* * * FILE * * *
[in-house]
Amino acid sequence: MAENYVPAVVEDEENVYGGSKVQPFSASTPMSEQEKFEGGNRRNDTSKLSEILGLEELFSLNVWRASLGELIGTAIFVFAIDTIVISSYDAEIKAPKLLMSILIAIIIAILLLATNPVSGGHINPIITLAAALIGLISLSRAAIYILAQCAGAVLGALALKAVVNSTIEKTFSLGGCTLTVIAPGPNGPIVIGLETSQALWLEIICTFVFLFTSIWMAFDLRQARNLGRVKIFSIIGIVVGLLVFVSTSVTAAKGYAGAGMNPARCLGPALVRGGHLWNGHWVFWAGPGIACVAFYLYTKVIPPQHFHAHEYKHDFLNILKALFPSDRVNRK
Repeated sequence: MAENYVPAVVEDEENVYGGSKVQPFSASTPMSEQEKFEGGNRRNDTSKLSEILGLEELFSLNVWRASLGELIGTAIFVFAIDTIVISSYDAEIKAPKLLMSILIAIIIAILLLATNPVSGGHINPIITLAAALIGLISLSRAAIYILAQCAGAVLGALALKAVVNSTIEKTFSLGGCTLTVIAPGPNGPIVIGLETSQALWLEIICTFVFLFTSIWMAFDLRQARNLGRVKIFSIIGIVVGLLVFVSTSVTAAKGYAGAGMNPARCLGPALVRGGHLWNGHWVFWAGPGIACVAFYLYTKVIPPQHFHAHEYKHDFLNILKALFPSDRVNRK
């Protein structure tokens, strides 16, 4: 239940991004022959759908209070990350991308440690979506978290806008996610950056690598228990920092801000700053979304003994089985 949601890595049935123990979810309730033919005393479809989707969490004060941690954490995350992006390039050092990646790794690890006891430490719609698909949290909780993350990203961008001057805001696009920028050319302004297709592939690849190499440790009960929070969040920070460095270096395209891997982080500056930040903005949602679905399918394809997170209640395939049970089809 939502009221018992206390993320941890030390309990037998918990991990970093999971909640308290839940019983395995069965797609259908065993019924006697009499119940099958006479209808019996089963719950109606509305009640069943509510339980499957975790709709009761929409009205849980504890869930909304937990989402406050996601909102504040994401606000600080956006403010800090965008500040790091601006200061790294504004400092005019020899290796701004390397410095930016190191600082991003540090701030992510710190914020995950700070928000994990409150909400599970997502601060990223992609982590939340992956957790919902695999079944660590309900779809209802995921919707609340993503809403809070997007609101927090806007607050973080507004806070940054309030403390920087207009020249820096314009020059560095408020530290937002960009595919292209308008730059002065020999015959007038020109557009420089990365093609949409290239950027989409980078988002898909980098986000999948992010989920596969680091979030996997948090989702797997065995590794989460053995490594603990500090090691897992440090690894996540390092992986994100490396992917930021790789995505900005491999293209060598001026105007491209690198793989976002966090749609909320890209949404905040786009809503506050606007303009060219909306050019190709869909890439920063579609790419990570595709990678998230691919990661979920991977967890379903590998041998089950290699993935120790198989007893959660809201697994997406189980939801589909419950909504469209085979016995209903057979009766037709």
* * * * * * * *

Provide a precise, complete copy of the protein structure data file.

[in-house]
Amino acid sequence: MAENYVPAVVEDEENVYGGSKVQPFSASTPMSEQEKFEGGNRRNDTSKLSEILGLEELFSLNVWRASLGELIGTAIFVFAIDTIVISSYDAEIKAPKLLMSILIAIIIAILLLATNPVSGGHINPIITLAAALIGLISLSRAAIYILAQCAGAVLGALALKAVVNSTIEKTFSLGGCTLTVIAPGPNGPIVIGLETSQALWLEIICTFVFLFTSIWMAFDLRQARNLGRVKIFSIIGIVVGLLVFVSTSVTAAKGYAGAGMNPARCLGPALVRGGHLWNGHWVFWAGPGIACVAFYLYTKVIPPQHFHAHEYKHDFLNILKALFPSDRVNRK
Repeated sequence: MAENYVPAVVEDEENVYGGSKVQPFSASTPMSEQEKFEGGNRRNDTSKLSEILGLEELFSLNVWRASLGELIGTAIFVFAIDTIVISSYDAEIKAPKLLMSILIAIIIAILLLATNPVSGGHINPIITLAAALIGLISLSRAAIYILAQCAGAVLGALALKAVVNSTIEKTFSLGGCTLTVIAPGPNGPIVIGLETSQALWLEIICTFVFLFTSIWMAFDLRQARNLGRVKIFSIIGIVVGLLVFVSTSVTAAKGYAGAGMNPARCLGPALVRGGHLWNGHWVFWAGPGIACVAFYLYTKVIPPQHFHAHEYKHDFLNILKALFPSDRVNRK
């Protein structure tokens, strides 16, 4: 239940991004022959759908209070990350991308440690979506978290806008996610950056690598228990920092801000700053979304003994089985 949601890595049935123990979810309730033919005393479809989707969490004060941690954490995350992006390039050092990646790794690890006891430490719609698909949290909780993350990203961008001057805001696009920028050319302004297709592939690849190499440790009960929070969040920070460095270096395209891997982080500056930040903005949602679905399918394809997170209640395939049970089809 939502009221018992206390993320941890030390309990037998918990991990970093999971909640308290839940019983395995069965797609259908065993019924006697009499119940099958006479209808019996089963719950109606509305009640069943509510339980499957975790709709009761929409009205849980504890869930909304937990989402406050996601909102504040994401606000600080956006403010800090965008500040790091601006200061790294504004400092005019020899290796701004390397410095930016190191600082991003540090701030992510710190914020995950700070928000994990409150909400599970997502601060990223992609982590939340992956957790919902695999079944660590309900779809209802995921919707609340993503809403809070997007609101927090806007607050973080507004806070940054309030403390920087207009020249820096314009020059560095408020530290937002960009595919292209308008730059002065020999015959007038020109557009420089990365093609949409290239950027989409980078988002898909980098986000999948992010989920596969680091979030996997948090989702797997065995590794989460053995490594603990500090090691897992440090690894996540390092992986994100490396992917930021790789995505900005491999293209060598001026105007491209690198793989976002966090749609909320890209949404905040786009809503506050606007303009060219909306050019190709869909890439920063579609790419990570595709990678998230691919990661979920991977967890379903590998041998089950290699993935120790198989007893959660809201697994997406189980939801589909419950909504469209085979016995209903057979009766037709």